By Patty Wilber
Last Sunday, the Pecos Chapter of the Back Country Horsemen (BCH) helped pack out a folding toilet, a propane tank and other materials that helped make Kevin Balciar’s volunteer trail crew happier on their 10 day stint working on Rito Los Esteros (#226) and Skyline (#251) trails in the Pecos Wilderness.
It was a tough job (really it was just fun), but someone had to do it.
Jim and I spent the night at Iron Gate campground. In the past, BCH had avoided Iron Gate because the four miles of dirt road was a steep trailer eater, full of deep ruts and hitch-cracking, axle-snapping holes. It was repaired, and while still steep (we would not have got our camper and loaded three horse trailer out in the rain without 4WD), it only had two big holes and the surface was solid and not terribly slick, even with water streaming down it.
To begin the day, we had to get an early start to meet Richard, Amber and Peter who had ridden in Saturday and overnighted with Kevin’s group, so we rode out of Iron Gate at 7:10 am.
The route leaves Iron Gate and heads south on trail 249 then right on 250 to Mora Flats.
At Mora Flats, we crossed the Mora River, made a U-turn onto what I think is 240 and headed back south through the flats. The valley narrows and 240 continues, but we headed east and up the steep #226 Rito los Esteros (RLE) Trail (“rito” means “little river” or “creek” and “estero” means “marsh”, in Spanish). Trail 226 joins 251 (Skyline) at the top.
Ritos los Esteros goes in and out of an old burn scar from the 2002 Trampas Fire (part of the Roybal Complex fire) * where most of the trees are down. This is nice because once down, there is nothing left to fall on the path so if the way is cleared (which is what Kevin’s crew did a lot of last year), it should stay that way for a good long time.
Eventually, the RLE heads back into forest and that is where we met up with the others. The trail continues to 251, Skyline, and Kevin’s crew cleared the RLE to 251 and some distance on 251. There were lots of logs down this year, so they did not get as far as they had hoped.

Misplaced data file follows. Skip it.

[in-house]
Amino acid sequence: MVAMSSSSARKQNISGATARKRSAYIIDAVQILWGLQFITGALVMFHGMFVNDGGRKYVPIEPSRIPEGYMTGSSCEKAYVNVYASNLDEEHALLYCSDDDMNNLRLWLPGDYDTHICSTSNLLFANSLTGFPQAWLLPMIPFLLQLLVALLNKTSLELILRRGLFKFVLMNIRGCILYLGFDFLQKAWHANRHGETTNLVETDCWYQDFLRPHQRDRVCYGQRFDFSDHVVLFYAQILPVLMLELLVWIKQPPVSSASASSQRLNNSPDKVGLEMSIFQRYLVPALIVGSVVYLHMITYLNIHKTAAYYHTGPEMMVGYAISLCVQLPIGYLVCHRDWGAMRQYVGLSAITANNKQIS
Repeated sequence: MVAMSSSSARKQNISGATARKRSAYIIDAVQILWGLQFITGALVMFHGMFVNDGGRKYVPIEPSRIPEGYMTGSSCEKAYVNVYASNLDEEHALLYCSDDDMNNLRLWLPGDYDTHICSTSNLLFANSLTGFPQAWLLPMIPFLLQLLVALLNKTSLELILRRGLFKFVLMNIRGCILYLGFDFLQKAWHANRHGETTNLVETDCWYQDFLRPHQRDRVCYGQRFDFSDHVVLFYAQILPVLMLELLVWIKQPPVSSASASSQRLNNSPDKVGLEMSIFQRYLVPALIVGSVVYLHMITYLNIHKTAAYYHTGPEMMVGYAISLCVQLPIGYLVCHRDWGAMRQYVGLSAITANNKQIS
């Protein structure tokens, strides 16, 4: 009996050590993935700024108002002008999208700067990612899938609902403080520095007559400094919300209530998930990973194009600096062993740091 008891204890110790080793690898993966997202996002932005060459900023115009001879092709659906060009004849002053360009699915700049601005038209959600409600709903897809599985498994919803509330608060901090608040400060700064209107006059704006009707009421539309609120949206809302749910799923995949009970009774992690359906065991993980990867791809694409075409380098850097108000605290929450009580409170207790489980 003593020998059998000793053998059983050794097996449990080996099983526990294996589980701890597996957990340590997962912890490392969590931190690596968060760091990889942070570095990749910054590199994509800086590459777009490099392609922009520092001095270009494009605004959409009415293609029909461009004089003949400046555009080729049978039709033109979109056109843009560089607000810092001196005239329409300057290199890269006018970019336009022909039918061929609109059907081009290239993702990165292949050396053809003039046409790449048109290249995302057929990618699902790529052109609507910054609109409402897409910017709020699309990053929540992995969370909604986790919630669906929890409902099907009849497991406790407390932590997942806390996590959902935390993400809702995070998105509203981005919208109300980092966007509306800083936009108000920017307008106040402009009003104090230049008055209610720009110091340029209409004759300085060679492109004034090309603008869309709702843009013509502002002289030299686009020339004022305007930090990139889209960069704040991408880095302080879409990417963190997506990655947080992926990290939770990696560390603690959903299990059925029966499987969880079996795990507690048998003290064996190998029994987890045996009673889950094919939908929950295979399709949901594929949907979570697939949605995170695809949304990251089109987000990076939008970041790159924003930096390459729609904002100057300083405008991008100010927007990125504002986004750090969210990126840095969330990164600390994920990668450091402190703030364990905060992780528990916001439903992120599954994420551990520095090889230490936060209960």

The campsite was in the woods, and it is remarkable to think that the burned area (pictures below) once looked like this.
We did indeed pack our load and were on the homeward trek at 10:15am. We are an efficient crew!
The pictures on the way back showed the views better!
It was at this point that I took off my sweatshirt because I was getting warm. About a mile later, the clouds coalesced and soon it started to sprinkle. Then rain. Then hail. I kept thinking it was surely going to stop, so I only put on my short rain jacket (not my voluminous Muddy Creek jacket that covers me and a lot of my horse, too, and not my rain pants, either). It kept raining. My legs got quite wet on the last leg of the day, but I had Sno-sealed my boots last year and my feet stayed dry!
Jim and I had planned to hang out for a few hours at the campground since we were back by 12:30 (15 miles by lunchtime! We were proud!), but the clouds looked pretty dark, and the rain got heavier as we untacked, so we cleaned up our site, shut up the camper and headed out.
It rained for about half of the two hour drive home! But it had not rained at our house.
Since most of our tack was wet, we unpacked and turned the trailer into a drying rack!
Another fine adventure
- If anyone has maps of fires in the Pecos, I would love to see them!